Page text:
I think that many startups, especially those founded by young men in their early 20s (or older men who haven’t yet found a reason to leave their mid-20s mindset behind) have a frat-boy culture that they have trouble growing out of. It’s the idea that we need to drink in order to unwind, that getting rowdy is the antidote for a hard week of studying — I mean working — and that everyone else thinks the same way. Whether the founders do this because this is the only successful social approach they’ve known or because it’s the one they always wanted to have in college but missed out on, it seems to have a special hold on their psyche. They seem to idealize this party atmosphere without recognizing that, while it worked in the safe confines of college (to some extent), it has a different impact in the workplace, where non-participation carries an implicit financial threat.
Happy hours are a great social outlet when they’re optional and they stop after the first or second drink. When they lead to heavy drinking or any kind of pressure to drink, though, the company’s leaders have lost the plot. We aren’t in college anymore, and no one should have to do a keg stand to get ahead at their job. The pressure that you faced was unacceptable and, frankly, immature, and as you noted, indicative of deeper problems with the leadership of your company. The proper response to “I don’t drink” is “OK, let’s see what else we have.”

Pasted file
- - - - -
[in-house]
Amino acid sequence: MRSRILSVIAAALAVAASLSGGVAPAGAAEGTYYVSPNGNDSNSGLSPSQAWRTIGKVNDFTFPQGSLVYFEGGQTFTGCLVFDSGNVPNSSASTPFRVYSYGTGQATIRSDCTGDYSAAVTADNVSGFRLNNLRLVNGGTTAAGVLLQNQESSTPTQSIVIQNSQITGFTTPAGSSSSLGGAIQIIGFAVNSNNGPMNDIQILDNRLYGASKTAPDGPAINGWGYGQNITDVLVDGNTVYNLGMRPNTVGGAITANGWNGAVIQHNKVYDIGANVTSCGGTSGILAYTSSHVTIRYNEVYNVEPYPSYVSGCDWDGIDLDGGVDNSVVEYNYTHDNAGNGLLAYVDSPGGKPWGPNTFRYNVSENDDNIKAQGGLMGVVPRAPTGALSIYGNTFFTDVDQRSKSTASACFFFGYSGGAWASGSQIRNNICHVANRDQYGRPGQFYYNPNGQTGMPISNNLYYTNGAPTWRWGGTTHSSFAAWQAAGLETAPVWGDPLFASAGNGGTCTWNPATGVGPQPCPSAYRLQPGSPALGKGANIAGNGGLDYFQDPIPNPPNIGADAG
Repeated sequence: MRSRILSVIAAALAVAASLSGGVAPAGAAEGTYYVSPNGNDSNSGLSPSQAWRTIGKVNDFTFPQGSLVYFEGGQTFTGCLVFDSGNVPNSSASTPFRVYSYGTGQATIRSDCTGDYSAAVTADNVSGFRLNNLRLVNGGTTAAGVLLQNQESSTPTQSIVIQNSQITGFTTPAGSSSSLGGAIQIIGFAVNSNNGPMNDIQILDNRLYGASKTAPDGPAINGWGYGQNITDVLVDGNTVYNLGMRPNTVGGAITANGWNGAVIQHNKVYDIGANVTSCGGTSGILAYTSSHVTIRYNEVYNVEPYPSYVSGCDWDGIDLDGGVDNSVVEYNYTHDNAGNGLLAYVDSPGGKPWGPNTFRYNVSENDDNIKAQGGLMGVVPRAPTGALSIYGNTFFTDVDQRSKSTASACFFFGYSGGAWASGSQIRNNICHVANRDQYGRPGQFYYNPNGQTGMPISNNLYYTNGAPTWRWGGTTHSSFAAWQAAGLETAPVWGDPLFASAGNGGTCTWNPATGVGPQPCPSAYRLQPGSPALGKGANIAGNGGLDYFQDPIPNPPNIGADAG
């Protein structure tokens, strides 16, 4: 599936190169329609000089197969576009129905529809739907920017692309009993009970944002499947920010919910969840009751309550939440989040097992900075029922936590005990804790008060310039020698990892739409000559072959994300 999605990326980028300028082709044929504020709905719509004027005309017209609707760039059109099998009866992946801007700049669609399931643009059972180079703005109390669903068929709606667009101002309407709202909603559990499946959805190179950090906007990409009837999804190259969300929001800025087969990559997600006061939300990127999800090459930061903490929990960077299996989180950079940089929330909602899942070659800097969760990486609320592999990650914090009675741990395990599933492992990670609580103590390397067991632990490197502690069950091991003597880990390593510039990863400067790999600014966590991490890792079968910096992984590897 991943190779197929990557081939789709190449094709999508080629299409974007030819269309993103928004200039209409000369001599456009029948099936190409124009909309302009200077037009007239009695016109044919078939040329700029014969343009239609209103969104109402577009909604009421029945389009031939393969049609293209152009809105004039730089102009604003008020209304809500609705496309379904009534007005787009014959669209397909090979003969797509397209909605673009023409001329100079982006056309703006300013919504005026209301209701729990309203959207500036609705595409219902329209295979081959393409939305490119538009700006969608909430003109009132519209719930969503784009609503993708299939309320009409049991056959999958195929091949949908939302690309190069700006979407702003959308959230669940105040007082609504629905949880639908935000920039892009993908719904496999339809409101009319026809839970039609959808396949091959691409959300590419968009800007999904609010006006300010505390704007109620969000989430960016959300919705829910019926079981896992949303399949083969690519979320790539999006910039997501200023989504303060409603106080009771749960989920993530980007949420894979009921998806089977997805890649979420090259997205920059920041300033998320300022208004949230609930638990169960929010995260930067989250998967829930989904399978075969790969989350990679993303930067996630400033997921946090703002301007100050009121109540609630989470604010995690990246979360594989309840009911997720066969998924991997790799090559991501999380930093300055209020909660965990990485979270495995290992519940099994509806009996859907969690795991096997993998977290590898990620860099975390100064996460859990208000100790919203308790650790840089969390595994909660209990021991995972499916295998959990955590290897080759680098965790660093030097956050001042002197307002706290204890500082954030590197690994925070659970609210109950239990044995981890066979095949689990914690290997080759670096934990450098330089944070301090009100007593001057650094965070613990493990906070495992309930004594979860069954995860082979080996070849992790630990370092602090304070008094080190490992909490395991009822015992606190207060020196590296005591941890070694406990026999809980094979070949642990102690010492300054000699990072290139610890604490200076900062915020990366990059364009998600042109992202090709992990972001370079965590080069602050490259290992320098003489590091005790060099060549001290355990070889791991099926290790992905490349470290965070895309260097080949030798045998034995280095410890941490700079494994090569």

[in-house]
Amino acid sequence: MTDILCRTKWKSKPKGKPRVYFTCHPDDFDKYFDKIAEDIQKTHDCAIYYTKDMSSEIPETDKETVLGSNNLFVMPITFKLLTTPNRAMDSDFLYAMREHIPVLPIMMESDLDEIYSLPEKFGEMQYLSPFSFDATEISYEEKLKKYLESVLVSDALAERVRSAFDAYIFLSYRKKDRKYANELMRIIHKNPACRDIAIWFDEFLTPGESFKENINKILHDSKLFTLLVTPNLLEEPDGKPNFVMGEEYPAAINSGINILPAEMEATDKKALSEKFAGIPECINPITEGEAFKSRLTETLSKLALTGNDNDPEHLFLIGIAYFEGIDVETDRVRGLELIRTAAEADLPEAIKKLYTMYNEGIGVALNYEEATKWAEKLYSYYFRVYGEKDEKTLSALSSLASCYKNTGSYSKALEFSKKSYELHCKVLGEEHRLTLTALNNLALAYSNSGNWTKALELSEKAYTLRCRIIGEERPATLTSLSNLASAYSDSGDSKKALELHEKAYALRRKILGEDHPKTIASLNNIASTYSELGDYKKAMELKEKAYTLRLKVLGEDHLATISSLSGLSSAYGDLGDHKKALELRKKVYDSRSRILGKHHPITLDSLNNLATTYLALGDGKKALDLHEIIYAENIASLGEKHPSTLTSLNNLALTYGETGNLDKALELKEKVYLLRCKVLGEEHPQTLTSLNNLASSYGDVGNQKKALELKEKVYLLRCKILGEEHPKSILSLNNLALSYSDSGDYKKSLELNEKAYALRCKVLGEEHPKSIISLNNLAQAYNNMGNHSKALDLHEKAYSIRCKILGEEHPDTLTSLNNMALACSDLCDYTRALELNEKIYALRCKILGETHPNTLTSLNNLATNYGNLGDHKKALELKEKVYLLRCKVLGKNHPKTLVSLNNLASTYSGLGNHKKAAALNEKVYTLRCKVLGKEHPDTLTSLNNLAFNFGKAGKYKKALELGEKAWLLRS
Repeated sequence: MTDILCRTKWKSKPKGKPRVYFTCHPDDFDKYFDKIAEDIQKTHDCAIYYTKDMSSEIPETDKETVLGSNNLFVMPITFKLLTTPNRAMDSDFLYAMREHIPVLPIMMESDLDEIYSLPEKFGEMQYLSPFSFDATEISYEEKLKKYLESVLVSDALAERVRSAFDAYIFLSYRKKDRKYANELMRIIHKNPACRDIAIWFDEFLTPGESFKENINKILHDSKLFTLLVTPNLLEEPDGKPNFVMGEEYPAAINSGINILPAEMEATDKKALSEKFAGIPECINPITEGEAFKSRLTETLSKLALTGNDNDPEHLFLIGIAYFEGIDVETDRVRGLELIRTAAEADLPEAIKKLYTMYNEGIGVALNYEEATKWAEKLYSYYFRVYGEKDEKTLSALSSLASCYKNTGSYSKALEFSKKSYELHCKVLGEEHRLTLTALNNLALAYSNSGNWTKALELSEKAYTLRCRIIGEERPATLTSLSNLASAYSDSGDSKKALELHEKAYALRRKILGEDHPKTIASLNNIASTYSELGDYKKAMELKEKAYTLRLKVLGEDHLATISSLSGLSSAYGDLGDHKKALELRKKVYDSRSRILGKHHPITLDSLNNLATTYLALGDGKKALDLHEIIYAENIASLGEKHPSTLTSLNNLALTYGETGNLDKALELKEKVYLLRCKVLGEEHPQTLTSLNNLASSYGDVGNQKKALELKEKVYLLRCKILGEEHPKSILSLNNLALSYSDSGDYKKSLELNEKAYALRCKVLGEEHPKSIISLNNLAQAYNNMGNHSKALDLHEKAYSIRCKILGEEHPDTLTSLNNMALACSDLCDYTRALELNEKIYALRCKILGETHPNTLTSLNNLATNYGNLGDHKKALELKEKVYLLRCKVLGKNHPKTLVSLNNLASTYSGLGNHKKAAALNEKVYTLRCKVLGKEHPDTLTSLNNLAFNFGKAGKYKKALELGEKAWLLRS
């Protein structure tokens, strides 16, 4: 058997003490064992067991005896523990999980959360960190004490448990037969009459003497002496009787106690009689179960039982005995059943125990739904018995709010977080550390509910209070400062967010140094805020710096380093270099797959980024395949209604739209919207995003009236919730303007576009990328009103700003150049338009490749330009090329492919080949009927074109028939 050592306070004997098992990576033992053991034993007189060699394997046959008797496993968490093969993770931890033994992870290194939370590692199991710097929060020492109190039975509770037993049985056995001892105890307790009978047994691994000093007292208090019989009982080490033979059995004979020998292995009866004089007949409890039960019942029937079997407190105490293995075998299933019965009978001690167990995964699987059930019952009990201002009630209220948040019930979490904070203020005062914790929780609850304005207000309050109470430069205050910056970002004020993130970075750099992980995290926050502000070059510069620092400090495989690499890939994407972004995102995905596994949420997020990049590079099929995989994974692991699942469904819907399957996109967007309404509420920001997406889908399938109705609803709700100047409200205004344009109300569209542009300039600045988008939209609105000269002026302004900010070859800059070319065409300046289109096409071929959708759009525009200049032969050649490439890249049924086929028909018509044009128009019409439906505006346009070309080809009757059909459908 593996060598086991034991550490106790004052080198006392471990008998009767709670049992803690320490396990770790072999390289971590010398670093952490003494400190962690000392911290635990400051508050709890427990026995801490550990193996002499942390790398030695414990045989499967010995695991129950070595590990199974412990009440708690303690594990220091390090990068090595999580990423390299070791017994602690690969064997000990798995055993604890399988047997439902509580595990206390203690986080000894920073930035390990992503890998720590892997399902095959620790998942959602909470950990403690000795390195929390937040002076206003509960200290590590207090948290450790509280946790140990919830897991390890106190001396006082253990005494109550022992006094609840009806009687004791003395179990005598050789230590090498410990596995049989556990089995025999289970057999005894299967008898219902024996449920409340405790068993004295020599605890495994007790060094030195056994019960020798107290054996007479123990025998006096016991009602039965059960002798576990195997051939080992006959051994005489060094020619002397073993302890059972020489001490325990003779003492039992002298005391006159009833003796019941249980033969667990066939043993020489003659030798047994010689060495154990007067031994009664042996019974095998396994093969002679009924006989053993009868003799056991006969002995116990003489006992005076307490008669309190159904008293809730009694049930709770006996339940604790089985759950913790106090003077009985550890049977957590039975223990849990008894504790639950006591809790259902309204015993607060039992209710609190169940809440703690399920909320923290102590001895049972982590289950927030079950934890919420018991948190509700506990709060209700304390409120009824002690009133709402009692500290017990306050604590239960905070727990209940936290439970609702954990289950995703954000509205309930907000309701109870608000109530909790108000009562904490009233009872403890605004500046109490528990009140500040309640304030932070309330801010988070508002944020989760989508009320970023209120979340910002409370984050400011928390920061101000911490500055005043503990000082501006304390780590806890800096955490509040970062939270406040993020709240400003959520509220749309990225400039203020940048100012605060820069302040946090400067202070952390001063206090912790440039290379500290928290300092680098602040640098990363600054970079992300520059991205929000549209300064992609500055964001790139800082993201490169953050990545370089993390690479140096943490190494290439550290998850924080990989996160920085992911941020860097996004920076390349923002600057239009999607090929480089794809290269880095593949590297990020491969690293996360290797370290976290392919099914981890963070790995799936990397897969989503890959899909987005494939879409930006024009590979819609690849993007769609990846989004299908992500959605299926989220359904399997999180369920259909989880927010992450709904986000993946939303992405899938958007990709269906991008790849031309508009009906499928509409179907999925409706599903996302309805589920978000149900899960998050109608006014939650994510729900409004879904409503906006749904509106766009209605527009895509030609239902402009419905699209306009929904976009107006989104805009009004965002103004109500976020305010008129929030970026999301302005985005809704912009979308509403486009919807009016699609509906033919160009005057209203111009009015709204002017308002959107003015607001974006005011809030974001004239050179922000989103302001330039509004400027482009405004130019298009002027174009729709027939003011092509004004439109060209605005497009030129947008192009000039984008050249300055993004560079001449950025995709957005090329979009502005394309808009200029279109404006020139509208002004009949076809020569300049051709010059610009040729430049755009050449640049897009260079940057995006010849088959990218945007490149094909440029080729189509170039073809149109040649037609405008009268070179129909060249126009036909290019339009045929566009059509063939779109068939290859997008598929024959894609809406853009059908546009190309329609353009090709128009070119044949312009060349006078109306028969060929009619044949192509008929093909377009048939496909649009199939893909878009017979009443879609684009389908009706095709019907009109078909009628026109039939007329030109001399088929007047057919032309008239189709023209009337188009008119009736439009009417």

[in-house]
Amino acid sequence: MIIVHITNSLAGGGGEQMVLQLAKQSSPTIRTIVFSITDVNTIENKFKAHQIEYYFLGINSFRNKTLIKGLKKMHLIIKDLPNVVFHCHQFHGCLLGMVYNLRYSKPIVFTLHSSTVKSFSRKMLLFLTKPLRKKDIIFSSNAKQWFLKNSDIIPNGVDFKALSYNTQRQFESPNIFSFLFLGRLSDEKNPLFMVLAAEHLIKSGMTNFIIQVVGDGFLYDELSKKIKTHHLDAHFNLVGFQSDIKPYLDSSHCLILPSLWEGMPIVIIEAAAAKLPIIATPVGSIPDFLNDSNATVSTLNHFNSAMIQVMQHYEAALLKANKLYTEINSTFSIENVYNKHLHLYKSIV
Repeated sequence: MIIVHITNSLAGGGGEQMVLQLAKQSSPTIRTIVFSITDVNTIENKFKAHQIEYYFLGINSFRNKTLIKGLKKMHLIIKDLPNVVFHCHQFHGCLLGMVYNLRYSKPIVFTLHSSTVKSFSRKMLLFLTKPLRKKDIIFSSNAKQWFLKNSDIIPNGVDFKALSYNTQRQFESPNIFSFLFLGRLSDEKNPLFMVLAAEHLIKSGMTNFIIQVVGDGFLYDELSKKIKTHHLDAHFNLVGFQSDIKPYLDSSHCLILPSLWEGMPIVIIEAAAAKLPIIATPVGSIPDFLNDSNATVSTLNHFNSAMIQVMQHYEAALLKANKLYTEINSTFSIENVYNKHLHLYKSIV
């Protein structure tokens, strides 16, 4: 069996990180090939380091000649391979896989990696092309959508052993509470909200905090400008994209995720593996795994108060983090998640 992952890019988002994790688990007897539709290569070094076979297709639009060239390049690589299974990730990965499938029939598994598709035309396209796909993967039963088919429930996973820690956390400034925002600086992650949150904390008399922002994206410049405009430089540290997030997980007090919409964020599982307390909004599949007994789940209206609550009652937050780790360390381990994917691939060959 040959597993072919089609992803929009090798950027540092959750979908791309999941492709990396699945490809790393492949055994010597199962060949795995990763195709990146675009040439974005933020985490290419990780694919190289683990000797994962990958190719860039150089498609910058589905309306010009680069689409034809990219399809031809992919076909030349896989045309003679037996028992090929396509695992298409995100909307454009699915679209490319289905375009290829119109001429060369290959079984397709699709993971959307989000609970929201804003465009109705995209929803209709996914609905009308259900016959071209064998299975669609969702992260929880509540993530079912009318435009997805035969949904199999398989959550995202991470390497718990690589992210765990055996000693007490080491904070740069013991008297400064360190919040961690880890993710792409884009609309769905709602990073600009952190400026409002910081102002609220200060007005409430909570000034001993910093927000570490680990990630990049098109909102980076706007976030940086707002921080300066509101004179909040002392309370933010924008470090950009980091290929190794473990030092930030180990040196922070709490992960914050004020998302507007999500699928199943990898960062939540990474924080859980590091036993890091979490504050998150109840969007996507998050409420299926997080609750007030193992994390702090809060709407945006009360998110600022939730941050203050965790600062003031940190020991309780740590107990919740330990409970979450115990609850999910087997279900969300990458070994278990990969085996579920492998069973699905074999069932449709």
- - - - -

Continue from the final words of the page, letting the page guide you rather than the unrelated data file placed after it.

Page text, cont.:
I’ve worked at many companies that held happy hours, wine tastings, and other events that featured alcohol. I think that they offer a great opportunity to mingle as adults. Key word: adults. If you can’t tell the difference between a company’s “culture” and a frat party, move along. Until they grow up, that will be a miserable place to work, despite all the “fun” people claim to be having.